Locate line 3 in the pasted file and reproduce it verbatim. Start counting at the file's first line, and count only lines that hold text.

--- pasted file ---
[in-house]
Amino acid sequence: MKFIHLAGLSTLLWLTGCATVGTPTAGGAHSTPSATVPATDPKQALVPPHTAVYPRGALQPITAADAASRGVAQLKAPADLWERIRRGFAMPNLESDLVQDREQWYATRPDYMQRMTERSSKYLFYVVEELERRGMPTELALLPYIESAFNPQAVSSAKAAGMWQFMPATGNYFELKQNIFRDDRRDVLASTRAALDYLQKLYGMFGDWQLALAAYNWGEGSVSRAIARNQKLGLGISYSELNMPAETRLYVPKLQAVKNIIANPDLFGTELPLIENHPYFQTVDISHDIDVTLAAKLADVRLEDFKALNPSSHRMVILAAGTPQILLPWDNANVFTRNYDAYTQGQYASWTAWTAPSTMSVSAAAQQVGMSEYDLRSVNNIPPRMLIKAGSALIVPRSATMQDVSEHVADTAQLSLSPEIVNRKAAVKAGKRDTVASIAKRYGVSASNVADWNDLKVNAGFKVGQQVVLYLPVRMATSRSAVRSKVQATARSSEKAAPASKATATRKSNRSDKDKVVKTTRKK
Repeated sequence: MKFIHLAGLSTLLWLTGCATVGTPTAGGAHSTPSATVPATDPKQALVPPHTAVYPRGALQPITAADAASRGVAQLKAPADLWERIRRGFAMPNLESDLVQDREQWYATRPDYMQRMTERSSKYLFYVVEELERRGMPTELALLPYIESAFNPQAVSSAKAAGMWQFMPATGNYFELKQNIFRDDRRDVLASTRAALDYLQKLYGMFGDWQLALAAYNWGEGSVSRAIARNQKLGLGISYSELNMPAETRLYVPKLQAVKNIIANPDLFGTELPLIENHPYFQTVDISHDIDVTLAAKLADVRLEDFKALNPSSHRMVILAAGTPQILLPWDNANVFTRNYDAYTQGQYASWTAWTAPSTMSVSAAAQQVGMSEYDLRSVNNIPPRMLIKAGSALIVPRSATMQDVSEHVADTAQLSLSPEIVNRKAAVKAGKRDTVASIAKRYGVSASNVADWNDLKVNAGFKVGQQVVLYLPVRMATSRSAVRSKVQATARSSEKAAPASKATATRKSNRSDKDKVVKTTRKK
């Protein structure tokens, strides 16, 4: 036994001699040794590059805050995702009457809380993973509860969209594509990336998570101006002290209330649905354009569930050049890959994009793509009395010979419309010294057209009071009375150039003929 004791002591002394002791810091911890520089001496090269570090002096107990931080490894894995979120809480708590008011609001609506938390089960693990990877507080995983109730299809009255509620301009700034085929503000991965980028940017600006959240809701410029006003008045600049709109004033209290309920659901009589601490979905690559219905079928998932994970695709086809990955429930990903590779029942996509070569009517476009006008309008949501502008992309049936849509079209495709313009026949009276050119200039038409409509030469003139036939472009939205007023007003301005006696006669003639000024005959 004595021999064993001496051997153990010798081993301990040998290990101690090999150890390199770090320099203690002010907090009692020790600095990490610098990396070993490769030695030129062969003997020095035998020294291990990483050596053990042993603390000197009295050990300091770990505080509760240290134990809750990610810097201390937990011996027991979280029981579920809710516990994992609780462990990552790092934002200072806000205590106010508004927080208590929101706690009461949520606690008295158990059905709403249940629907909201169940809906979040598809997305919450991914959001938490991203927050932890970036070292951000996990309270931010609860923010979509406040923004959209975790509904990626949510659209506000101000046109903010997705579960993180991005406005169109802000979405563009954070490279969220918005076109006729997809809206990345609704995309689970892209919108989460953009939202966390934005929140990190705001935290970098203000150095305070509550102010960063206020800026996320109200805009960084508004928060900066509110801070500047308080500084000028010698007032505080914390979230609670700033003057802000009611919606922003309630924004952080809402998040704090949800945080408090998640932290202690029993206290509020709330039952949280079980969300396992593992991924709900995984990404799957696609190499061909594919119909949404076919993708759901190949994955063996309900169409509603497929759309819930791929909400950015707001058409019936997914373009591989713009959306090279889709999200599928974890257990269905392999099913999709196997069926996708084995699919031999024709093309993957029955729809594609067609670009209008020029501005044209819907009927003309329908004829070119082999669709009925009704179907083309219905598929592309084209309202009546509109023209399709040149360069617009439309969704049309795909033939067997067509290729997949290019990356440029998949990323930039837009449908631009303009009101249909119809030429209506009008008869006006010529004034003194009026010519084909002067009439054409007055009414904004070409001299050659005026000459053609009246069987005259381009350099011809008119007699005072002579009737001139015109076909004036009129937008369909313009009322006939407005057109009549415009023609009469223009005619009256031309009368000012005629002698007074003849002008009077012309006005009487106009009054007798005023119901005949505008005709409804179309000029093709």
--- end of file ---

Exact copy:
Repeated sequence: MKFIHLAGLSTLLWLTGCATVGTPTAGGAHSTPSATVPATDPKQALVPPHTAVYPRGALQPITAADAASRGVAQLKAPADLWERIRRGFAMPNLESDLVQDREQWYATRPDYMQRMTERSSKYLFYVVEELERRGMPTELALLPYIESAFNPQAVSSAKAAGMWQFMPATGNYFELKQNIFRDDRRDVLASTRAALDYLQKLYGMFGDWQLALAAYNWGEGSVSRAIARNQKLGLGISYSELNMPAETRLYVPKLQAVKNIIANPDLFGTELPLIENHPYFQTVDISHDIDVTLAAKLADVRLEDFKALNPSSHRMVILAAGTPQILLPWDNANVFTRNYDAYTQGQYASWTAWTAPSTMSVSAAAQQVGMSEYDLRSVNNIPPRMLIKAGSALIVPRSATMQDVSEHVADTAQLSLSPEIVNRKAAVKAGKRDTVASIAKRYGVSASNVADWNDLKVNAGFKVGQQVVLYLPVRMATSRSAVRSKVQATARSSEKAAPASKATATRKSNRSDKDKVVKTTRKK